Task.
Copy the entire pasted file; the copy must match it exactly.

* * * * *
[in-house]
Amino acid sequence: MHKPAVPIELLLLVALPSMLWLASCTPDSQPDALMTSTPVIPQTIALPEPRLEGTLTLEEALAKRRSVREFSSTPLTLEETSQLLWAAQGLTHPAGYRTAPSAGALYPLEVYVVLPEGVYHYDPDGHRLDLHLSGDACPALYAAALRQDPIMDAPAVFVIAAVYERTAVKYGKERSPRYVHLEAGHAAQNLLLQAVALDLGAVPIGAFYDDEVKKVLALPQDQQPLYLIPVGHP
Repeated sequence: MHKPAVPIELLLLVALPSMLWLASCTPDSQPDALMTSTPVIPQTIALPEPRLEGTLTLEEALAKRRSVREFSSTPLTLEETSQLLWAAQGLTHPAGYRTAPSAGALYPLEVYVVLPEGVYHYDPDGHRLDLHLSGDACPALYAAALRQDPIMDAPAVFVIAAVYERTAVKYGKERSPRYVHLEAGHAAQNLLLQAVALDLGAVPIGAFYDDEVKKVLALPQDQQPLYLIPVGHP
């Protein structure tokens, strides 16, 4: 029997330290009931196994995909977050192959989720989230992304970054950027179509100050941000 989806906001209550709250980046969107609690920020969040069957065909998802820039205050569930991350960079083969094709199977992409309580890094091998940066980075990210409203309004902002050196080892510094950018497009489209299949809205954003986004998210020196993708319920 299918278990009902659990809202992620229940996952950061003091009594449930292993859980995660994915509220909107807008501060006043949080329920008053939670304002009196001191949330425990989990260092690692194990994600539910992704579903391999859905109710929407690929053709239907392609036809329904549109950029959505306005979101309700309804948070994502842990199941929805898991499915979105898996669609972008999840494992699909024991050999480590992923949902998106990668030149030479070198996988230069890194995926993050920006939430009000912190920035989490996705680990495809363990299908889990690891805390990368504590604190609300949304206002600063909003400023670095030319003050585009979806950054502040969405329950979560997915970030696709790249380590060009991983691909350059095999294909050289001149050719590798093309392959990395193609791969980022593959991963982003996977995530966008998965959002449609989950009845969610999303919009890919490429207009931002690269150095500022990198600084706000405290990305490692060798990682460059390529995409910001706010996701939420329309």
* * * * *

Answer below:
[in-house]
Amino acid sequence: MHKPAVPIELLLLVALPSMLWLASCTPDSQPDALMTSTPVIPQTIALPEPRLEGTLTLEEALAKRRSVREFSSTPLTLEETSQLLWAAQGLTHPAGYRTAPSAGALYPLEVYVVLPEGVYHYDPDGHRLDLHLSGDACPALYAAALRQDPIMDAPAVFVIAAVYERTAVKYGKERSPRYVHLEAGHAAQNLLLQAVALDLGAVPIGAFYDDEVKKVLALPQDQQPLYLIPVGHP
Repeated sequence: MHKPAVPIELLLLVALPSMLWLASCTPDSQPDALMTSTPVIPQTIALPEPRLEGTLTLEEALAKRRSVREFSSTPLTLEETSQLLWAAQGLTHPAGYRTAPSAGALYPLEVYVVLPEGVYHYDPDGHRLDLHLSGDACPALYAAALRQDPIMDAPAVFVIAAVYERTAVKYGKERSPRYVHLEAGHAAQNLLLQAVALDLGAVPIGAFYDDEVKKVLALPQDQQPLYLIPVGHP
């Protein structure tokens, strides 16, 4: 029997330290009931196994995909977050192959989720989230992304970054950027179509100050941000 989806906001209550709250980046969107609690920020969040069957065909998802820039205050569930991350960079083969094709199977992409309580890094091998940066980075990210409203309004902002050196080892510094950018497009489209299949809205954003986004998210020196993708319920 299918278990009902659990809202992620229940996952950061003091009594449930292993859980995660994915509220909107807008501060006043949080329920008053939670304002009196001191949330425990989990260092690692194990994600539910992704579903391999859905109710929407690929053709239907392609036809329904549109950029959505306005979101309700309804948070994502842990199941929805898991499915979105898996669609972008999840494992699909024991050999480590992923949902998106990668030149030479070198996988230069890194995926993050920006939430009000912190920035989490996705680990495809363990299908889990690891805390990368504590604190609300949304206002600063909003400023670095030319003050585009979806950054502040969405329950979560997915970030696709790249380590060009991983691909350059095999294909050289001149050719590798093309392959990395193609791969980022593959991963982003996977995530966008998965959002449609989950009845969610999303919009890919490429207009931002690269150095500022990198600084706000405290990305490692060798990682460059390529995409910001706010996701939420329309």